Syriza leader Mr Tsipras, 42, is facing pressure from the European Central Bank and senior figures in the European Union (EU) that he is capable of turning the country’s capital markets to profit while keeping his commitments on €86bn in loans.
Greek financial chiefs say there will be a 2.7 percent GDP growth for 2017 while the European Commission has put it currently at -0.3 percent.
Now two years after he pledged to end “austerity” and fight back against “humiliation and suffering” the Greek leader has failed to live up to his pledges.
Anger is mounting over Mr Tsipras performance as far ranging cuts continue to hit the economy hard.
And just this week the Federation of Greek Enterprises (SEV), Greece’s largest employers’ association raised the spectre of Grexit once more.
It warned in its most recent bulletin of a risk for country’s exit from the European Union.
According to local reports the SEV warned the country is preparing to walk away.
The pro-business association reiterated the most significant reform than can occur in 2017 is for Greek leadership.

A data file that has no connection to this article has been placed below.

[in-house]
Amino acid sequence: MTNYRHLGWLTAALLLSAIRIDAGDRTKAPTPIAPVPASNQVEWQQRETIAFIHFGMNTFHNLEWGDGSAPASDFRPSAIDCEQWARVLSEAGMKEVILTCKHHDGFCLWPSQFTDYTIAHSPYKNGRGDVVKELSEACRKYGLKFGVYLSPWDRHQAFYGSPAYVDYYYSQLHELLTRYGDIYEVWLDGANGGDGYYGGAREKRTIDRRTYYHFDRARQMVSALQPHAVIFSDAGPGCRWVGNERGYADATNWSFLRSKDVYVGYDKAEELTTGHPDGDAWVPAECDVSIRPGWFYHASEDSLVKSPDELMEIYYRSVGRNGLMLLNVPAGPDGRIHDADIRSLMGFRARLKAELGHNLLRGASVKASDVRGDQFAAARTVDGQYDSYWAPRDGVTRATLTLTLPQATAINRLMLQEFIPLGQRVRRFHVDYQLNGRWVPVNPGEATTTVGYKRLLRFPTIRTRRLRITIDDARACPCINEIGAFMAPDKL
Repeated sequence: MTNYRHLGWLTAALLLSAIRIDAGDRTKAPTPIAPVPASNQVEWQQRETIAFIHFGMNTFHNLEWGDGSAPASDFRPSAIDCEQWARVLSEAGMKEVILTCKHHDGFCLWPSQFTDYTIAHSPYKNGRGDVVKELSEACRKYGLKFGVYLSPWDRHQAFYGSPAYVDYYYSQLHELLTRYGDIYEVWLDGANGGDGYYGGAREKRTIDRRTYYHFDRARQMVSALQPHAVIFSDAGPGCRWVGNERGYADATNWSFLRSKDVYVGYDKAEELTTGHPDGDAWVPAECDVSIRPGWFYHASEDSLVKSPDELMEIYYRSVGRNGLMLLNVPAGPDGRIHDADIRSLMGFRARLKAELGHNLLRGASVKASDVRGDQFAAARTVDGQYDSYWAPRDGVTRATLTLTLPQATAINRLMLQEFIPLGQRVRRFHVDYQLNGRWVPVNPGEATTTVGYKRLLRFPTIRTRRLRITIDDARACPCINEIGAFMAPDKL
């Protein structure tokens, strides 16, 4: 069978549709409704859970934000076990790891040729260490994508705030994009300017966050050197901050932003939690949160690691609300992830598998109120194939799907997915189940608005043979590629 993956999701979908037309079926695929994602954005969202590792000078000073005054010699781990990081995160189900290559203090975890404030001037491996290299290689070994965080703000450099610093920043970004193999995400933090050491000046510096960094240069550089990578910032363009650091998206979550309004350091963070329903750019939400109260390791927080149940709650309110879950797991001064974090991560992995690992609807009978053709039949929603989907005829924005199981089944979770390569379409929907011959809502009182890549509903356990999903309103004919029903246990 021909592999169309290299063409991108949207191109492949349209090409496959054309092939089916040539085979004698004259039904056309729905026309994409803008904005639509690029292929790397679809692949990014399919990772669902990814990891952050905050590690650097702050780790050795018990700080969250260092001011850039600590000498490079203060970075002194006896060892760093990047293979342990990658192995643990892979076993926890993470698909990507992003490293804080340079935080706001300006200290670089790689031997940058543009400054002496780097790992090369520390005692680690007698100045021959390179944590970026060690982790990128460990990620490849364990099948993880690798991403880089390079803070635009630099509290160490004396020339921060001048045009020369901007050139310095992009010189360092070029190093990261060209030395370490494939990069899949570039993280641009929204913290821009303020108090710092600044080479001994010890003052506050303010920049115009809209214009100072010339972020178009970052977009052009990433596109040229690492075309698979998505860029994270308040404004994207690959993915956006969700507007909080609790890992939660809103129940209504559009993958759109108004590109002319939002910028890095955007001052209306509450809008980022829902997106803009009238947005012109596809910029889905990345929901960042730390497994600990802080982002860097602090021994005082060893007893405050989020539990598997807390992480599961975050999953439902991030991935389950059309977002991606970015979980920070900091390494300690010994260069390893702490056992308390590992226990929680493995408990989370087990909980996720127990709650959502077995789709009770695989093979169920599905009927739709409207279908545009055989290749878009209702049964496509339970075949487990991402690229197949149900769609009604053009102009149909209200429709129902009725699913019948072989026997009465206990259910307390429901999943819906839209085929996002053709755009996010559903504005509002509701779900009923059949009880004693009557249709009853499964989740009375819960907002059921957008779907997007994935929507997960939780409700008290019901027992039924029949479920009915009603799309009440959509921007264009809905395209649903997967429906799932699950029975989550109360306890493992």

And the electorate is also reeling from the scale of the migrant crisis which has caused protests on the streets over a lack of intervention by EU leaders.
Greece is struggling to cope with the cost of 60,000 settled refugees and tens of thousands more people who have been using boats to travel to the country from the Middle East and Africa.
Mr Tsipras has previously slammed the EU for not doing more to help Greece deal with the issue.
He said: “I feel shamed as a member of this European leadership, both for the inability of Europe in dealing with this human drama, and for the level of debate at a senior level, where one is passing the buck to the other.
“These are hypocritical, crocodile tears which are being shed for the dead children on the shores of the Aegean.
“Dead children always incite sorrow, but what about the children that are alive who come in thousands and are stacked on the streets?”